Thinking of making a change in your life? Great! Awareness is a great first step in making a change in life. In the field of psychology, there is a model called Transtheoretical Model (stages of change) that is often used by many mental health professionals. The model was introduced in the late 1970s by researchers James Prochaska and Carlo DiClemente who were studying ways to help people quit smoking at the time. It is currently one of the best known approaches to behavior change. Making a lasting change in behavior can be difficult and typically involves a commitment of time, effort, and emotion. According to this model, there are three important elements of changing a behavior including: Readiness to change, barriers to change, and likelihood of relapse. In this model, change occurs gradually and relapses are part of the process. In general, the model suggests that most people are resistant to change during the early stages, but they eventually develop a committed approach to change.
- Stage one: Precontemplation
The earliest stage of change is known as precontemplation. During this stage people are not considering a change in behavior. People might be “in denial” or not aware that their behavior is problematic. If someone is in the precontemplation stage, change is likely not on the raider.
- Stage two: Contemplation
During this stage, people become more aware of the potential benefits of making a change, which might create a strong sense of ambivalence about changing. This stage might last months or even years.
- Stage three: Preparation
During the preparation stage, a person might begin making small changes to prepare for a larger change realizing that it is a benefit to overall wellbeing. In addition, a person might start to collect more information about making the change and reach out to people in the support network to help them along the way. In the preparation phase, a person has made the realization that the pros of changing a target behavior outweigh the cons.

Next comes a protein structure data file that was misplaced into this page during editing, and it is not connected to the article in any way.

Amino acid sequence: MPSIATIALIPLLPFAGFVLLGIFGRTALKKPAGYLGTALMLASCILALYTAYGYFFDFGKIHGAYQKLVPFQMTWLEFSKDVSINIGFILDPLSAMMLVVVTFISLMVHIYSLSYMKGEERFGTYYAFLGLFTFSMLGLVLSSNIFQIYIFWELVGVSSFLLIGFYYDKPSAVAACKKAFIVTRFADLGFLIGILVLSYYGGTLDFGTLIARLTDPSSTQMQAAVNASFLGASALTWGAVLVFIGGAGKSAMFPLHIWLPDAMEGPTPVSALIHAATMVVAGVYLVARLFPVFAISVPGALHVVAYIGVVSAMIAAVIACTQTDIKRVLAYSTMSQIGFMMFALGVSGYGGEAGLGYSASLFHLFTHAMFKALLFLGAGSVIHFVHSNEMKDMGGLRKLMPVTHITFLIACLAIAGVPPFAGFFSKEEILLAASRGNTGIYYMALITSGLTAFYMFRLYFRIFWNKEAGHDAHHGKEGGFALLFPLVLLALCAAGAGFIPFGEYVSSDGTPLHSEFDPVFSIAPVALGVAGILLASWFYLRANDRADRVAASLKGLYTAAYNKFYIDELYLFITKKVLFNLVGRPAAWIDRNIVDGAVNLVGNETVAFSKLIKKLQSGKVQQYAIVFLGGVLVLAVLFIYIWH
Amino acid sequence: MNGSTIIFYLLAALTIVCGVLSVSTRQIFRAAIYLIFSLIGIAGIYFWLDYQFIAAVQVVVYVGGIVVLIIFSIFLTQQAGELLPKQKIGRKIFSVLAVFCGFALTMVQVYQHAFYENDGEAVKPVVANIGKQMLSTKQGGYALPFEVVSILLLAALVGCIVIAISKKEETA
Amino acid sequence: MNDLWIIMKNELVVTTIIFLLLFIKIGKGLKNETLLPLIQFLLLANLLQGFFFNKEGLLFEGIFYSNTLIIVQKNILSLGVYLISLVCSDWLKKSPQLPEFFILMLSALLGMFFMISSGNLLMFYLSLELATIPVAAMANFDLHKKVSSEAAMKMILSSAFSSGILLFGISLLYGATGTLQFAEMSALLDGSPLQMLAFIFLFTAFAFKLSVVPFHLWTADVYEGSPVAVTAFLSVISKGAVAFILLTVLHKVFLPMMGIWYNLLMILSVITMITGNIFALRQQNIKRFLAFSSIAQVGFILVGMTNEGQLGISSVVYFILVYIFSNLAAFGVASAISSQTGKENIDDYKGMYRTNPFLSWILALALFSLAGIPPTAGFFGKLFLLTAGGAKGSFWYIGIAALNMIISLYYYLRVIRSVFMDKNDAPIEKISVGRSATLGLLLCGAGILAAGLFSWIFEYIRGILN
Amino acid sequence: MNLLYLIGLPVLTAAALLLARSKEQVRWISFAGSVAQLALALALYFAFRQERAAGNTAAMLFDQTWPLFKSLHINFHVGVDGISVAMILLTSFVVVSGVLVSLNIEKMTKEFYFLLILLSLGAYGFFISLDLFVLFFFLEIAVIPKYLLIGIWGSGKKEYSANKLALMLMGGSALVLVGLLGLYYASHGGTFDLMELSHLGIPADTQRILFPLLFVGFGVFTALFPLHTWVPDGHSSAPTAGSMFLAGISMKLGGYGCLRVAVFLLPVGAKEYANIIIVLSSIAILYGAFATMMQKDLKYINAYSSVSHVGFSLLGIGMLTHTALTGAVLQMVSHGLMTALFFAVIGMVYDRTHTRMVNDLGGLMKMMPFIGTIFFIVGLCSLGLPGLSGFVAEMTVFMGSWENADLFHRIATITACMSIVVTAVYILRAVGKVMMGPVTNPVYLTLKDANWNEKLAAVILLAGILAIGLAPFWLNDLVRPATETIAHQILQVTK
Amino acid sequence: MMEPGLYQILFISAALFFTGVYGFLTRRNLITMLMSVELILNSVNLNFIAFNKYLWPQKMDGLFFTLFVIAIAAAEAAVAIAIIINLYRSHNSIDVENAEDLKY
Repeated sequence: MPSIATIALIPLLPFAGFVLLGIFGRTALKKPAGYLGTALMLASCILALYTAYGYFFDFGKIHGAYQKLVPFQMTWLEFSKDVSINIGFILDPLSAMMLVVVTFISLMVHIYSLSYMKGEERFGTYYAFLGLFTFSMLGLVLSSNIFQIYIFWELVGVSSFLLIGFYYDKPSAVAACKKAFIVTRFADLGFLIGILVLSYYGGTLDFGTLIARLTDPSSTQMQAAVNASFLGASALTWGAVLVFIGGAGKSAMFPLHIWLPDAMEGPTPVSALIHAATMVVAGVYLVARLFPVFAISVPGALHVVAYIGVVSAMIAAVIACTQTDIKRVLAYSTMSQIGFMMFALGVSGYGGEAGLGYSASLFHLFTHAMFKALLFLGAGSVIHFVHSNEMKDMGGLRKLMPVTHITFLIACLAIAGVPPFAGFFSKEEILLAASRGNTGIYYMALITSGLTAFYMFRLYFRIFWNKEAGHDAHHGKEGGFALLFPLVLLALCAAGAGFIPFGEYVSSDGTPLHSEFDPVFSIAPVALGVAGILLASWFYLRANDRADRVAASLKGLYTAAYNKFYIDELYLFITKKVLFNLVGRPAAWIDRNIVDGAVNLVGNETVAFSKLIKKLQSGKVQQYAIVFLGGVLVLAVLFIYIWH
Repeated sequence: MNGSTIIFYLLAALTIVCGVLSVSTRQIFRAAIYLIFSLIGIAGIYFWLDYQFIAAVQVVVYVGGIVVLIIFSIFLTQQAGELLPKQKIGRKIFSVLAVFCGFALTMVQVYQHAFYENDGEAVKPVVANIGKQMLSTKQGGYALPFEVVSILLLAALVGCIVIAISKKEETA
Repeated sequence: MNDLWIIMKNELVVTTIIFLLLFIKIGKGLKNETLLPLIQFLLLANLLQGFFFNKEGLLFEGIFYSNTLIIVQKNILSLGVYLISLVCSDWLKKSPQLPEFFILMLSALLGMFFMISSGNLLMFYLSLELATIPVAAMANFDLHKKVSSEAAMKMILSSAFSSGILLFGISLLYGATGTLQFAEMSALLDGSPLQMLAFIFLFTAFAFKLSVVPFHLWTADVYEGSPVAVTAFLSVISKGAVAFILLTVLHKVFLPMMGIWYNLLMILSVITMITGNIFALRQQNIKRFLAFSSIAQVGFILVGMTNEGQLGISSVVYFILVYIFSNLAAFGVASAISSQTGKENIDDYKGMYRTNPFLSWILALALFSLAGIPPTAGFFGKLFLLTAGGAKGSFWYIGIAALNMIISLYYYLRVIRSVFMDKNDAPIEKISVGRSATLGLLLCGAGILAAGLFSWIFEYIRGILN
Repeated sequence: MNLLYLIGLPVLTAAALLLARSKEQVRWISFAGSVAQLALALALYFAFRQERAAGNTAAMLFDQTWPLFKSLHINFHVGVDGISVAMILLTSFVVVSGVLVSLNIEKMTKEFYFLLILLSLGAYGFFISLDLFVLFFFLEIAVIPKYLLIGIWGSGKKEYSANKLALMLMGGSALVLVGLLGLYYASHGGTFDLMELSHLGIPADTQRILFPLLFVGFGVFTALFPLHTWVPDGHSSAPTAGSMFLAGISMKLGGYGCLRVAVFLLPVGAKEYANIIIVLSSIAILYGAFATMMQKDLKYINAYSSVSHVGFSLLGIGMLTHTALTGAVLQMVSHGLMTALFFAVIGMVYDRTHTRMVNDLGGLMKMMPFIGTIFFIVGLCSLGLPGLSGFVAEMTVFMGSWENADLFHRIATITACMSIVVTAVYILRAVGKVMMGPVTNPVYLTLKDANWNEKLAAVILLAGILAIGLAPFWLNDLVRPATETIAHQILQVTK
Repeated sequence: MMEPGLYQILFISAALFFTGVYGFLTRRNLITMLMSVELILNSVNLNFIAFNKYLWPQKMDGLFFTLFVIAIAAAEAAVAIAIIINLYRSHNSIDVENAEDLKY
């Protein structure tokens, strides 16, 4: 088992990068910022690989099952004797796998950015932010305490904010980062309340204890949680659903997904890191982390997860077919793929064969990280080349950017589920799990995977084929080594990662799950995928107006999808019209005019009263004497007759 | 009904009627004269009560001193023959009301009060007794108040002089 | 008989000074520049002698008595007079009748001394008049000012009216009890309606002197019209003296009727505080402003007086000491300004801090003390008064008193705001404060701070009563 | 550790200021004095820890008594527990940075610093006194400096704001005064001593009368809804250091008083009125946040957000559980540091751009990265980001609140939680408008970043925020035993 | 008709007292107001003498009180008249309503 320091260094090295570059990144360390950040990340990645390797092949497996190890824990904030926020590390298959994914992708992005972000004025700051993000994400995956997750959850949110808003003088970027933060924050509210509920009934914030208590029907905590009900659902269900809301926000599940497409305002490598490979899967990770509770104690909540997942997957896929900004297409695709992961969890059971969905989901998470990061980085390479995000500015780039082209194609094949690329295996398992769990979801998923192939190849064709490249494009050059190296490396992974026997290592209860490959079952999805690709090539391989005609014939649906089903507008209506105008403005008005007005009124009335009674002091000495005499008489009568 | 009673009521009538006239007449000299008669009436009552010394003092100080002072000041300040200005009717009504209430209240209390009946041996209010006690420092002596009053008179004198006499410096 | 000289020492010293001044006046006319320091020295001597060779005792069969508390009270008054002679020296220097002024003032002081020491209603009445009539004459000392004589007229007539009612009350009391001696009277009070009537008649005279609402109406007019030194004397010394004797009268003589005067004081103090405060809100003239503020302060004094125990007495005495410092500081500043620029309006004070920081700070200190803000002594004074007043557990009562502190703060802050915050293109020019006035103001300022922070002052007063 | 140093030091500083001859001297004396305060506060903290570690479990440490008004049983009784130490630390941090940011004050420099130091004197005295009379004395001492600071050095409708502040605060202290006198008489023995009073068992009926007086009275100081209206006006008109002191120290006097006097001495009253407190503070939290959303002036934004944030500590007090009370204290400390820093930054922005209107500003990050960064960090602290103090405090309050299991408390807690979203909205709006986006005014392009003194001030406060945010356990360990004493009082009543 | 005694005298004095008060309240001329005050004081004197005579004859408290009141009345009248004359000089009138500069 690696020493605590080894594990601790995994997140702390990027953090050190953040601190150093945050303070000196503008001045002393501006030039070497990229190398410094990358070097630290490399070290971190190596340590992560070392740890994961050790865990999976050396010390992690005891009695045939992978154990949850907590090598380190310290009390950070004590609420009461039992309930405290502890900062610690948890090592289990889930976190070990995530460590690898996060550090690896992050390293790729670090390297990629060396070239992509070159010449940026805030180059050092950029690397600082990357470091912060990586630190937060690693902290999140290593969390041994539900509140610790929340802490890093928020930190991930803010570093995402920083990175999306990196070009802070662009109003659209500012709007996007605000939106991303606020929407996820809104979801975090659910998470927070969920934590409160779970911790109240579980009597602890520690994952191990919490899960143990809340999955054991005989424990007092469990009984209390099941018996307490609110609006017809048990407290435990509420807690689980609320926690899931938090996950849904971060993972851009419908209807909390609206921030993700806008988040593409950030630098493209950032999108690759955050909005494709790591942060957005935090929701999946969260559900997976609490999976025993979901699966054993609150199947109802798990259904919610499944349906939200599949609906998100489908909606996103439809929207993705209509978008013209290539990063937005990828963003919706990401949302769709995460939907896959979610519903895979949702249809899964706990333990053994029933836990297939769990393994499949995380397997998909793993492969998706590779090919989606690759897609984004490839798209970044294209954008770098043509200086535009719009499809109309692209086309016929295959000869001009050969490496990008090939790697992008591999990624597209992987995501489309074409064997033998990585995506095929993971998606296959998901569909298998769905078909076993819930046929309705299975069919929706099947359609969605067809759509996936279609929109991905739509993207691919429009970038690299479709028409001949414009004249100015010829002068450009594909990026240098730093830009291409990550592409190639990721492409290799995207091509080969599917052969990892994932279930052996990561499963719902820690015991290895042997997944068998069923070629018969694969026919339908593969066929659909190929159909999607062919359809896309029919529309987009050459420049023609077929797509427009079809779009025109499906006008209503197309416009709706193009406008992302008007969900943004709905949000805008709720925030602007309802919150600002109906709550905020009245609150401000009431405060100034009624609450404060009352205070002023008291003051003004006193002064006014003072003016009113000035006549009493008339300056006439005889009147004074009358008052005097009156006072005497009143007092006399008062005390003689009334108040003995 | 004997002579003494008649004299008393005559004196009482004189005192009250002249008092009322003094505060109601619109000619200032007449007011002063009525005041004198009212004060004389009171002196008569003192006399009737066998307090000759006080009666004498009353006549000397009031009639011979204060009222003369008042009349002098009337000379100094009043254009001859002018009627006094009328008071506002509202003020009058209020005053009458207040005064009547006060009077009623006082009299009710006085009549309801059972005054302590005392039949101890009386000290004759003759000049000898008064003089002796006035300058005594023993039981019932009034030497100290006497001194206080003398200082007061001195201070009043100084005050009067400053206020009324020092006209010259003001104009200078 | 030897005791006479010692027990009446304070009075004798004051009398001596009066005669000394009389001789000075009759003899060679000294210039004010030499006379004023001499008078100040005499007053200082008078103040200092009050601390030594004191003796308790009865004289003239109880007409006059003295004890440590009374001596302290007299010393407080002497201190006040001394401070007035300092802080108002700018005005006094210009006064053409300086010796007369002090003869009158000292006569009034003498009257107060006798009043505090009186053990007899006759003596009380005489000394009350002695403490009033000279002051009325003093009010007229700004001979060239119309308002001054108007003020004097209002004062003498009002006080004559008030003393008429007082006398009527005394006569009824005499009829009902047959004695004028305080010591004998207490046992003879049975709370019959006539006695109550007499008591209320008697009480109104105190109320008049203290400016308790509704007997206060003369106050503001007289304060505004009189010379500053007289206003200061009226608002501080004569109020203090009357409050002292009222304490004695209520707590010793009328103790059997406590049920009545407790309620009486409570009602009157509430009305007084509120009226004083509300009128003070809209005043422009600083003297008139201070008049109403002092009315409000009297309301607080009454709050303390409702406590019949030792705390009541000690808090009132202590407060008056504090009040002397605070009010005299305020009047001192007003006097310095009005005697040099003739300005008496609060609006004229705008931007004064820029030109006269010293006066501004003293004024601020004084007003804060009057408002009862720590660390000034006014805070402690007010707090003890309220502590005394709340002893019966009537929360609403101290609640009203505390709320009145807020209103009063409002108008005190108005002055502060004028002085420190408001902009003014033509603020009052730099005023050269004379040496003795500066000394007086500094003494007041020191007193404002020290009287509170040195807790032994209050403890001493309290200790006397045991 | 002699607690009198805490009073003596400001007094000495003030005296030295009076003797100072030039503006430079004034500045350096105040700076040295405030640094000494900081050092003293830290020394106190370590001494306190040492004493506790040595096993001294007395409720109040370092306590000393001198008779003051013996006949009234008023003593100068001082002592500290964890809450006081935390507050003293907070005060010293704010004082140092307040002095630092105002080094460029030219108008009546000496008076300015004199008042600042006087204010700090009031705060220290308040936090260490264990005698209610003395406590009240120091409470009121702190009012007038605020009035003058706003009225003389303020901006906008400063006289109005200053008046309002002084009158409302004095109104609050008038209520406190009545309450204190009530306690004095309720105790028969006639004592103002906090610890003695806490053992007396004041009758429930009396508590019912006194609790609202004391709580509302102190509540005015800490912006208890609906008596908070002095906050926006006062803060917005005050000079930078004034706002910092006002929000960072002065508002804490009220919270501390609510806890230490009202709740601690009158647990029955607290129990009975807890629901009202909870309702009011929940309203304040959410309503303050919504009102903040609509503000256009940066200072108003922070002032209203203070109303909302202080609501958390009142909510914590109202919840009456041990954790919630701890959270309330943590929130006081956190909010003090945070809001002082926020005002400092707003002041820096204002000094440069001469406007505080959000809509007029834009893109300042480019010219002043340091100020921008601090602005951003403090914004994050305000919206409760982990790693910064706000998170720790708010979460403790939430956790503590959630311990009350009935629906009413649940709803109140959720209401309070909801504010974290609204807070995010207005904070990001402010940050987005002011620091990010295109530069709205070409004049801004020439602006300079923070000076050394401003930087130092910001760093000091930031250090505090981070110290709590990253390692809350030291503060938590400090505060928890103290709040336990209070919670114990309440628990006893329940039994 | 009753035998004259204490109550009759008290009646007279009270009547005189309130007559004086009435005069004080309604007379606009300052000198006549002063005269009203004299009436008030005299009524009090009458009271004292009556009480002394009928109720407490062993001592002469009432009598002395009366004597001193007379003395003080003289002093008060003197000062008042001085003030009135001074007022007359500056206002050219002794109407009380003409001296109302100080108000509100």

During the fourth stage of change, people begin taking direct action in order to make the change. This might look like reaching out to a mental health professional, making goals towards change, and taking small steps to make a change happen.
The maintenance phase of the Stages of Change model involves successfully avoiding former behaviors and keeping up new behaviors. In this stage, people have sustained their behavior change for a while (more than 6 months). In addition, there is an intention to maintain the behavior change going forward.
In this stage, people have no desire to return to their unhealthy behaviors. This is the last phase of change.
When considering this model, keep in mind that a person can exit and re-enter a stage at any point. It is not uncommon to bounce around in the various stages and it is a normal part of making any change. It is not easy to make a major change and make it stick! Furthermore, relapse is normal at any stage. Try to not let a setbacks undermine confidence. If lapsed back to an old behavior, take a look at why it happened. If considering making a change in life, take time to review this model. Contact Mountain Vista Psychology to make an appointment with a mental health professional to help with any change that is being considered!
Dr. Steffanie Stecker a licensed psychologist and the owner and clinical director of Mountain Vista Psychology, PLLC.
In addition, she is a board certified neurotherapist (BCN E5669) and board certified in QEEG (QEEG-D). Less than 100 people world wide are board certified in QEEG, which indicates competency in reading QEEGs and choosing neurofeedback protocols. Dr. Stecker is passionate about brain based effective therapy and creating a safe relationship for her clients to create change. She loves what she gets to do each day!